Biotransformation of trichothecene mycotoxins during fermentation with lager yeast

Alexis Nathanail, Brian Gibson, L.i Han, Kimmo Peltonen, Marika Jestoi, Arja Laitila

Research output: Contribution to conferenceConference PosterScientific

Abstract

Food and beverage processing may convert mycotoxins into conjugated 'modified mycotoxins' rendering them undetectable with routine analytical methods. The aim here was to investigate the metabolic fate of Fusarium trichothecene mycotoxins including HT-2, T-2, as well as deoxynivalenol and its modified form deoxynivalenol-3-glucoside during fermentation by lager yeast. Mycotoxins were dosed at varying concentrations or in different combinations to 11.5°Plato wort that was used in the simulated brewing experiments. Yeast was tolerant to mycotoxins at concentrations up to 10 ppm. Thus, the presence of trichothecenes, even at levels far in excess of those found in naturally contaminated barley, had little or no effect on sugar utilisation, alcohol production, pH, yeast growth or cell viability. Wort and yeast biomass samples that were collected at pre-defined timepoints (0-96 h) were analysed by LC-QTOF-MS to examine the kinetics of these compounds during fermentation and possible accumulation within yeast cells. Approx. 20% of toxin amounts were potentially biotransformed by yeast at the end of fermentation. Targeted metabolomics were performed on the raw full-scan LC-QTOF-MS data with Waters MetaboLynx software to detect any metabolic products formed by yeast following exposure to trichothecenes. Novel modified forms of trichothecene metabolites will be presented here that were confirmed by MS/MS measurements. A clearer understanding of how yeast interact with and transform mycotoxins during brewery fermentation is expected to improve our ability to detect and control the occurrence of these toxins in beer, thereby minimizing potential risks to the consumer.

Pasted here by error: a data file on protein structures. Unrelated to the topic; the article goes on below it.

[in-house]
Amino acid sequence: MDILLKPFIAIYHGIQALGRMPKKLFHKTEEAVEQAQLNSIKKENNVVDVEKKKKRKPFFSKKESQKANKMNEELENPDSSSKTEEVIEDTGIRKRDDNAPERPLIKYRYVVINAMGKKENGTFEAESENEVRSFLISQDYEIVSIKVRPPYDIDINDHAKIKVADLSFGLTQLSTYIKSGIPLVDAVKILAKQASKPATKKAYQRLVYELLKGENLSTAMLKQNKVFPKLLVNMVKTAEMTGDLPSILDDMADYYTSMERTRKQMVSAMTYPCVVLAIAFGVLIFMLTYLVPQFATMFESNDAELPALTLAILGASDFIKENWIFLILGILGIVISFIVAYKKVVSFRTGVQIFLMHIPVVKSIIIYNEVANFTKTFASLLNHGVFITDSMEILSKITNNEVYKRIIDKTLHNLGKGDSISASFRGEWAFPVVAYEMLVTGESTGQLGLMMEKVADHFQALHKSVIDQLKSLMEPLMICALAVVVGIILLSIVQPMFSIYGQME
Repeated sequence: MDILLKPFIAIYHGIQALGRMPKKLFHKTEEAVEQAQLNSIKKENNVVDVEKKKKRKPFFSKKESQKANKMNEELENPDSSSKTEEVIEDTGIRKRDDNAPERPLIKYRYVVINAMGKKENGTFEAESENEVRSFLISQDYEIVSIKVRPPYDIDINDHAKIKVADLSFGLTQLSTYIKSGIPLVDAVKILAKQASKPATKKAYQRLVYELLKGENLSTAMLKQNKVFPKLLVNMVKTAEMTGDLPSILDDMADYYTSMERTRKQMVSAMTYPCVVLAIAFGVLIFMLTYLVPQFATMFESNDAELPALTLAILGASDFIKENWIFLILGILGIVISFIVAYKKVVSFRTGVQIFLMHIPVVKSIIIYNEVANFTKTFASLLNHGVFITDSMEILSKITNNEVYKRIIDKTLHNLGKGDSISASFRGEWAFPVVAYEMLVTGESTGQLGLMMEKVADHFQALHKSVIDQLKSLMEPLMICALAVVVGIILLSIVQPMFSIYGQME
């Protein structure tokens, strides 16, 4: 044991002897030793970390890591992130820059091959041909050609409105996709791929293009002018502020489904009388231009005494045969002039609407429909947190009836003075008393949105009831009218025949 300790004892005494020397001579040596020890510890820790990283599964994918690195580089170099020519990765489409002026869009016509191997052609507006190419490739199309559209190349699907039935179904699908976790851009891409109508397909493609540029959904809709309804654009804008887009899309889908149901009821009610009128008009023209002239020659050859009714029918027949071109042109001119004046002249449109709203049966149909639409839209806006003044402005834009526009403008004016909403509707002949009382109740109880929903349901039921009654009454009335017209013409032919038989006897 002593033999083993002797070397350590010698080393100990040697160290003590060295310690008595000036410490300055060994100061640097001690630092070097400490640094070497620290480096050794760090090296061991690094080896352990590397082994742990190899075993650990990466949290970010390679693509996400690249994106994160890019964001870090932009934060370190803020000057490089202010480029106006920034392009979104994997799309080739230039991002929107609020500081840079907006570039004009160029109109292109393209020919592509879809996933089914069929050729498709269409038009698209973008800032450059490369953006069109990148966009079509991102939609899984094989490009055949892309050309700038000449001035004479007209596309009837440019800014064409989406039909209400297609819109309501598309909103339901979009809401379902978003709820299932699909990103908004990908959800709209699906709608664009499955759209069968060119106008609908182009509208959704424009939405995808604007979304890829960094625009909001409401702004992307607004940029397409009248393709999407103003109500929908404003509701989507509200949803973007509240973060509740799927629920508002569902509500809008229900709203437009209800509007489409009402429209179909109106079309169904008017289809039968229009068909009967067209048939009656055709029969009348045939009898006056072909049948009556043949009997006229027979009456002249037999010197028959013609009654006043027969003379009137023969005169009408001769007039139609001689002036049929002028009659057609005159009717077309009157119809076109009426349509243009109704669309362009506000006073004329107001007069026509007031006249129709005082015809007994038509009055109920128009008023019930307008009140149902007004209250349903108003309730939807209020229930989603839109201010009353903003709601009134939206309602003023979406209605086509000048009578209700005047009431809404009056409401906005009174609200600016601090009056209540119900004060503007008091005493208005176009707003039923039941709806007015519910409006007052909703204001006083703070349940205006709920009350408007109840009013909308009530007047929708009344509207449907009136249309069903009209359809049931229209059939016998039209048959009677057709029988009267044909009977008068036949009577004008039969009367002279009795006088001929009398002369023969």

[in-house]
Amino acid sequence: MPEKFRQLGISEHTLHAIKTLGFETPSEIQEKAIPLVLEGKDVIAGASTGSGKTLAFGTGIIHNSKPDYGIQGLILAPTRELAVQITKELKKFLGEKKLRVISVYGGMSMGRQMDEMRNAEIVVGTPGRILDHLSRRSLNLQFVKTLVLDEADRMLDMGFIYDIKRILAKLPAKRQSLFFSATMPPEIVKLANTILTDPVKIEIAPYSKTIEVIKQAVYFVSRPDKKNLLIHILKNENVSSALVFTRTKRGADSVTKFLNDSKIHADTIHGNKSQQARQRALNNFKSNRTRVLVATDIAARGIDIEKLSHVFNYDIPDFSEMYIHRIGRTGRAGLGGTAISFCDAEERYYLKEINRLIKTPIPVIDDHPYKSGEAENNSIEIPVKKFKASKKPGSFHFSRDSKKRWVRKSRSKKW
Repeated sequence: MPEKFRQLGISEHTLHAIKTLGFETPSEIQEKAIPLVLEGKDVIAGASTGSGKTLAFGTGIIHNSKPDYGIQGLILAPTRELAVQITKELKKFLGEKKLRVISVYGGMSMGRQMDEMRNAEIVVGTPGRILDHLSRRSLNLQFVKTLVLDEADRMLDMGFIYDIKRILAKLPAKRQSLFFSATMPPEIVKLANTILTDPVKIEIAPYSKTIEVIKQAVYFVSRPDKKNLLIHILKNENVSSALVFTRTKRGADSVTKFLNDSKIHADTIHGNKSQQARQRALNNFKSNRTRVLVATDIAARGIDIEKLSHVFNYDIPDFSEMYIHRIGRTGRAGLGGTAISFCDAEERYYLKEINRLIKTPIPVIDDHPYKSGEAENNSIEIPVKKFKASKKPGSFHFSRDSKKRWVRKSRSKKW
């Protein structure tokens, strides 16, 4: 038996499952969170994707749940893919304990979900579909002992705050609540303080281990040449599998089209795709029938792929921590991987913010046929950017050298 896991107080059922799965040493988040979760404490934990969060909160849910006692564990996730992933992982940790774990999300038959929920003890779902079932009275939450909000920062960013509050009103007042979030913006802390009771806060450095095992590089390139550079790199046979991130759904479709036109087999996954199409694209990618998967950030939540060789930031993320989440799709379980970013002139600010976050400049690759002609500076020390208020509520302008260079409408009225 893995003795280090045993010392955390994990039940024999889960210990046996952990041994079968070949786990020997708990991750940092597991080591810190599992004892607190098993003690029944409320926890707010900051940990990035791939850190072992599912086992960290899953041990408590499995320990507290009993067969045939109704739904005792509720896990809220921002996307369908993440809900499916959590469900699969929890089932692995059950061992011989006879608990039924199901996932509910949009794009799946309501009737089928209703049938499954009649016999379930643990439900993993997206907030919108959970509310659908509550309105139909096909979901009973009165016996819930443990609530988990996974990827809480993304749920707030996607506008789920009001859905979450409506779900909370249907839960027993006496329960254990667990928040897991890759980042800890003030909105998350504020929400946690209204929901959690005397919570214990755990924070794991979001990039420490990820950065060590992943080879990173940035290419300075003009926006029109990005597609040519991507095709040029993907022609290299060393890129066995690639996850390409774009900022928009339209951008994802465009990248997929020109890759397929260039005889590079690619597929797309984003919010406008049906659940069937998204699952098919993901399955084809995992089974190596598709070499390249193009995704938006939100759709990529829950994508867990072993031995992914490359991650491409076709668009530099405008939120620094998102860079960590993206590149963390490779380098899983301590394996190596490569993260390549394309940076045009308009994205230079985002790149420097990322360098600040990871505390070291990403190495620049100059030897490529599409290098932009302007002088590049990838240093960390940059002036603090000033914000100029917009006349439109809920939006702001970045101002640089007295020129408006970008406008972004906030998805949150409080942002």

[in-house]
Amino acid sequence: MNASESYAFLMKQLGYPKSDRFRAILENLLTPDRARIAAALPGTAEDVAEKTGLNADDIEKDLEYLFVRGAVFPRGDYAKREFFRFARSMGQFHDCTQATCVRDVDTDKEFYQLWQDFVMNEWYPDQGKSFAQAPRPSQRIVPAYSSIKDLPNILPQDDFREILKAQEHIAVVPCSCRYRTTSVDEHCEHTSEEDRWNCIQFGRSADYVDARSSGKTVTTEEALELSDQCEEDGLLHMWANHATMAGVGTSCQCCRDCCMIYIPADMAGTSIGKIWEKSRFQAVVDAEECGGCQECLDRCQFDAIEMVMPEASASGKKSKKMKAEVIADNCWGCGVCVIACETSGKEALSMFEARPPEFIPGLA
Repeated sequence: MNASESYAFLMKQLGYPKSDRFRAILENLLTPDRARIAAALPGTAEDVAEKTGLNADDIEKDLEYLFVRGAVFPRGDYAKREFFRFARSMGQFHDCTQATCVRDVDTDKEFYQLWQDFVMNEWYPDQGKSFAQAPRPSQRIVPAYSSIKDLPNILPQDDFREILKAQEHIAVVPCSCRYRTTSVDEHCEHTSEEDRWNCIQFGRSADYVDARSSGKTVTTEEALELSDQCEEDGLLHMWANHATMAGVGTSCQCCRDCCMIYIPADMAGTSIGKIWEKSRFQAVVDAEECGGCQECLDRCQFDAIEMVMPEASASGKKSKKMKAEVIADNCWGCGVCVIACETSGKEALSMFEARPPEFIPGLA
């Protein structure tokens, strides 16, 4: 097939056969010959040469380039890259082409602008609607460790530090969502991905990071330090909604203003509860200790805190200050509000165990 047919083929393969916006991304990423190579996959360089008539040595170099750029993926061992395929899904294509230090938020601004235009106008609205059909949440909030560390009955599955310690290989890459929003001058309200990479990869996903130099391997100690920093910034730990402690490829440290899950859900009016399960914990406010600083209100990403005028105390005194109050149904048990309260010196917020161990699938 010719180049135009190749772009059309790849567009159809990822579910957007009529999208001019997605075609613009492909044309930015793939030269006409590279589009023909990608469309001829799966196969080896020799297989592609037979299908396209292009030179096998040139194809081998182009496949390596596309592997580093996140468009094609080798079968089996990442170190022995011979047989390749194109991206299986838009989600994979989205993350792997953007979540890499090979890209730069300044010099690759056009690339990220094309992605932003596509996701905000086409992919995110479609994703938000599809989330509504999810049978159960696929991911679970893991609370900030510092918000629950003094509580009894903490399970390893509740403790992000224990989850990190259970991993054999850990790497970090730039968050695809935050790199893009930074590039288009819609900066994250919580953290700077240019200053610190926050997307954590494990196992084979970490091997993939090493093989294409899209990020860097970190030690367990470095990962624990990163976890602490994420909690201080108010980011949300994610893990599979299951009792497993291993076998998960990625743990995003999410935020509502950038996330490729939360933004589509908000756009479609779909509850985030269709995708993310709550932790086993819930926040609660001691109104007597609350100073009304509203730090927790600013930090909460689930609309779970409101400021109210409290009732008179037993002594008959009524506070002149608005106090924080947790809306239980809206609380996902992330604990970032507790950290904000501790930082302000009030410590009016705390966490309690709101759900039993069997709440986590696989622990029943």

Original languageEnglish
Pages143-143
Publication statusPublished - 2015
Event35th Congress of the European Brewery Convention, EBC 2015 - Porto, Portugal
Duration: 24 May 201528 May 2015
Conference number: 35

Conference

Conference35th Congress of the European Brewery Convention, EBC 2015
Abbreviated titleEBC 2015
CountryPortugal
CityPorto
Period24/05/1528/05/15

Fingerprint

brewers yeast
trichothecenes
biotransformation
mycotoxins
fermentation
yeasts
wort (brewing)
deoxynivalenol-3-glucoside
toxins
brewing industry
brewing
metabolomics